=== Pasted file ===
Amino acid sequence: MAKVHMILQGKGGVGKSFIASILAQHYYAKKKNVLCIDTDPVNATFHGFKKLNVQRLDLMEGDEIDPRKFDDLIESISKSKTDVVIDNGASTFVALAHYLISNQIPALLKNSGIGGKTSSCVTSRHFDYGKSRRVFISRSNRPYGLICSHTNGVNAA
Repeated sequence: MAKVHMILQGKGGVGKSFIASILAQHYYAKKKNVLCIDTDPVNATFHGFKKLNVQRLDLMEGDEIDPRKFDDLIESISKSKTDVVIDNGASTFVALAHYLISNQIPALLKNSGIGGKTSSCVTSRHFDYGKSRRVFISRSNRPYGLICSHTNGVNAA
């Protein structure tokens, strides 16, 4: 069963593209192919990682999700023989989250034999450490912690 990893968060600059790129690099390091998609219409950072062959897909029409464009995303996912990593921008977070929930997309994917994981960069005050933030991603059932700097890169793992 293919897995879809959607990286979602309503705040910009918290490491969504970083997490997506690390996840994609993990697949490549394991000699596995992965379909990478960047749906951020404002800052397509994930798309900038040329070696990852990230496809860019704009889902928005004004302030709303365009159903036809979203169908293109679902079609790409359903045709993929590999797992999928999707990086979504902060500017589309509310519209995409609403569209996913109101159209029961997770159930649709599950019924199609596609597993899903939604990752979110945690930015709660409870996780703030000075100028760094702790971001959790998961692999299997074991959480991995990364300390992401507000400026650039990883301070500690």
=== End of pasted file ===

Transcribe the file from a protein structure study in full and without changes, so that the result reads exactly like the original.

Amino acid sequence: MAKVHMILQGKGGVGKSFIASILAQHYYAKKKNVLCIDTDPVNATFHGFKKLNVQRLDLMEGDEIDPRKFDDLIESISKSKTDVVIDNGASTFVALAHYLISNQIPALLKNSGIGGKTSSCVTSRHFDYGKSRRVFISRSNRPYGLICSHTNGVNAA
Repeated sequence: MAKVHMILQGKGGVGKSFIASILAQHYYAKKKNVLCIDTDPVNATFHGFKKLNVQRLDLMEGDEIDPRKFDDLIESISKSKTDVVIDNGASTFVALAHYLISNQIPALLKNSGIGGKTSSCVTSRHFDYGKSRRVFISRSNRPYGLICSHTNGVNAA
């Protein structure tokens, strides 16, 4: 069963593209192919990682999700023989989250034999450490912690 990893968060600059790129690099390091998609219409950072062959897909029409464009995303996912990593921008977070929930997309994917994981960069005050933030991603059932700097890169793992 293919897995879809959607990286979602309503705040910009918290490491969504970083997490997506690390996840994609993990697949490549394991000699596995992965379909990478960047749906951020404002800052397509994930798309900038040329070696990852990230496809860019704009889902928005004004302030709303365009159903036809979203169908293109679902079609790409359903045709993929590999797992999928999707990086979504902060500017589309509310519209995409609403569209996913109101159209029961997770159930649709599950019924199609596609597993899903939604990752979110945690930015709660409870996780703030000075100028760094702790971001959790998961692999299997074991959480991995990364300390992401507000400026650039990883301070500690």